Dynamic Function Alternation to Realize Robust Wireless Sensor Network

Dynamic Function Alternation to Realize Robust Wireless Sensor Network

Toshiaki Miyazaki (University of Aizu, Japan)
Copyright: © 2012 |Pages: 18
DOI: 10.4018/jhcr.2012070102
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In this paper, a distributed algorithm to realize a dynamic function alternation is proposed. The algorithm enables sensor nodes to take over the damaged functions of their neighboring sensor nodes automatically in a wireless sensor network. After describing the concept of the function alternation, the algorithm is explained in detail with some evaluation results. Comparing the results obtained using the proposed algorithm with those obtained using non-function alternation methods shows that the proposed algorithm makes the initial functionality of each sensor function sustainable even if some sensor nodes are damaged. A wireless sensor network system dedicated to disaster monitoring is also introduced, as an application of the proposed function alternation algorithm.
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Wireless sensor networks (WSNs) have recently become popular (Akyldiz, Su, Sankarasubramaniam, & Cayirci; 2002) because of their wide range of applications. Although WSNs have a lot of potential applications, there are still challenging problems that should be solved to meet real-world demands, i.e., higher instability, higher uncertainty, and lower power capacity as compared to conventional networks. Many methods have been proposed to solve these problems (Karl & Willig, 2005; Boulis, Ganeriwal, & Srivastava, 2003; Heinzelma, Chandrakasan, & Balakrishnan, 2000; Lim, Lam, Foo, & Zeng, 2006; Brown & Sreenan, 2006). These include not only basic protocols such as routing protocols (Karl & Willig, 2005), data aggregation (Boulis, Ganeriwal, & Srivastava, 2003), and energy management (Heinzelma, Chandrakasan & Balakrishnan, 2000) but also resource allocation (Lim, Lam, Foo, & Zeng, 2006) and software update (Brown & Sreenan, 2006). However, even if such network control technologies are introduced, a WSN cannot continue its monitoring service if some functions in the WSN are damaged. For example, if the sensor node (hereafter SN, or node) that coordinates a network is damaged and disappears suddenly, the WSN cannot be controlled, and its monitoring service breaks down.

In this paper, we propose a distributed algorithm to sustain the initial functionality of a WSN by dynamic function alternation even if some SNs are damaged. With this algorithm, the damaged function of a SN is dynamically taken over by a neighboring SN. Each SN calculates an indicator value that represents its suitability as a candidate to assume the function of the damaged node. Exchanging this indicator value with its neighboring nodes allows the SN with the largest indicator value to actually take over the function of the damaged node, and the damaged function is restored in the network.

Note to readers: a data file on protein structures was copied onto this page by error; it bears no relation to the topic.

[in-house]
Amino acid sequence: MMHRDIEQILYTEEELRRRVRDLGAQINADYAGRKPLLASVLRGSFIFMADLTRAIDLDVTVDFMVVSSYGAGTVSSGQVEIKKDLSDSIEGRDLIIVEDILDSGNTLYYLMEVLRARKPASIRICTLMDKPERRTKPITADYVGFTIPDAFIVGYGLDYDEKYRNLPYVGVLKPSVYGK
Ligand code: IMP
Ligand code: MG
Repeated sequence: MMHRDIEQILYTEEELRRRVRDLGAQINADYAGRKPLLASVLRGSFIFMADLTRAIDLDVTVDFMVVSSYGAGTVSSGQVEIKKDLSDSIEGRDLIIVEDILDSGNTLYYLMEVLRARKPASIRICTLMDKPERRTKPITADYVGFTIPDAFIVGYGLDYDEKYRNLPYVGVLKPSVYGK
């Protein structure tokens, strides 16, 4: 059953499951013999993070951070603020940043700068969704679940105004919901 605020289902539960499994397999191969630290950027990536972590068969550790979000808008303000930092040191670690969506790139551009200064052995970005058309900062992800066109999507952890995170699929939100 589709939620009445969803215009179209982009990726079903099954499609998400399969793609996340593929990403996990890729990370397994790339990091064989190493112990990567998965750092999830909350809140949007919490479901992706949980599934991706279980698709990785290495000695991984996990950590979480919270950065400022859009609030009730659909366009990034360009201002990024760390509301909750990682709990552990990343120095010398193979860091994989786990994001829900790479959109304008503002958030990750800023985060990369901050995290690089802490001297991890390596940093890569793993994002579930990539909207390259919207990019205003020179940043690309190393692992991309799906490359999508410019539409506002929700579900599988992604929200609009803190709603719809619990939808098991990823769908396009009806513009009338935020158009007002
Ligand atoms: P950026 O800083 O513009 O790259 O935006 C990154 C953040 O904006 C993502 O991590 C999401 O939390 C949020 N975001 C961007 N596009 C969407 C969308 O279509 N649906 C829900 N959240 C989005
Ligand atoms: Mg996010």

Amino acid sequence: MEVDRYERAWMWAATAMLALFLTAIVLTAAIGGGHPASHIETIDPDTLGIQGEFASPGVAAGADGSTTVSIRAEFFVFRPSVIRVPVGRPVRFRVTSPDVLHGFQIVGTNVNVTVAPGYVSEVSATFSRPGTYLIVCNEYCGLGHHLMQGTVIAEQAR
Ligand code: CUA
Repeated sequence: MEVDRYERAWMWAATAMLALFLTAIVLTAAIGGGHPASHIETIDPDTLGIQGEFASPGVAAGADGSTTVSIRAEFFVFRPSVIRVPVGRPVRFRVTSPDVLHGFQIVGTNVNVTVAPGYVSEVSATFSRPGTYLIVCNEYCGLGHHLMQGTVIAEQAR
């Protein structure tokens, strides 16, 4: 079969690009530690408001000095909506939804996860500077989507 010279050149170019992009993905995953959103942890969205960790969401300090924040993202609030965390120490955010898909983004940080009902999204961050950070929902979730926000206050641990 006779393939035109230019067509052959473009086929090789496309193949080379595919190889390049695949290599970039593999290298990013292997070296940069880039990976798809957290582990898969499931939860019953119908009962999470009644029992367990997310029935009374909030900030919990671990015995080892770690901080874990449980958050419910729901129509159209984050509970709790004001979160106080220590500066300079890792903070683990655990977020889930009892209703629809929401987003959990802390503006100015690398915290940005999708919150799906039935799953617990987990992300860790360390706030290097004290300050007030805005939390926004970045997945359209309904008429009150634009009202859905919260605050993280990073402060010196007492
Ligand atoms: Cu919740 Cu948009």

The goal of the proposed algorithm is similar to that of a dynamic resource allocation problem in which the function (or task) performed by a SN is distributed to other SNs in a network when the condition of the network is changed. In WSNs, various algorithms have been proposed for the resource allocation problem (Lim, Lam, Foo, & Zeng, 2006; Mainland, Parkes, & Welsh, 2005; Giannecchini, Caccamo, & Shih, 2004). Although these provide smart methods to solve resource allocation problems, most of them are not suitable for our aim, which assumes frequent changes in network conditions. For example, Self-Organizing Resource Allocation (SORA) (Mainland, Parkes, & Welsh, 2005) can increase the network lifetime by optimizing the energy consumption of each node. In Mainland, Parkes and Welsh (2005), a SN has a local task, and when a SN cannot handle its task, it sells the task to the SN that offers the highest price among the SNs in the network. Here, the price is determined based on its energy and interests. However, because SORA assumes that a task is only sold by the SN that has the task, if a SN disappears suddenly, its task is never distributed and that function breaks down. The Adaptive Distributed Resource Allocation (ADRA) scheme (Giannecchini, Caccamo, & Shih, 2004) is also a good way to increase network lifetime. In ADRA, each SN has two statuses, “active” and “sleep.” The network lifetime can be extended by selecting one of these statuses for each SN. This is actually done in a distributed manner. ADRA can realize an optimal resource allocation in terms of power saving. However, the ADRA scheme changes the status of each node frequently to perform energy balancing; this often makes the network unstable. As compared to the aforementioned related works, the proposed algorithm has the following features:

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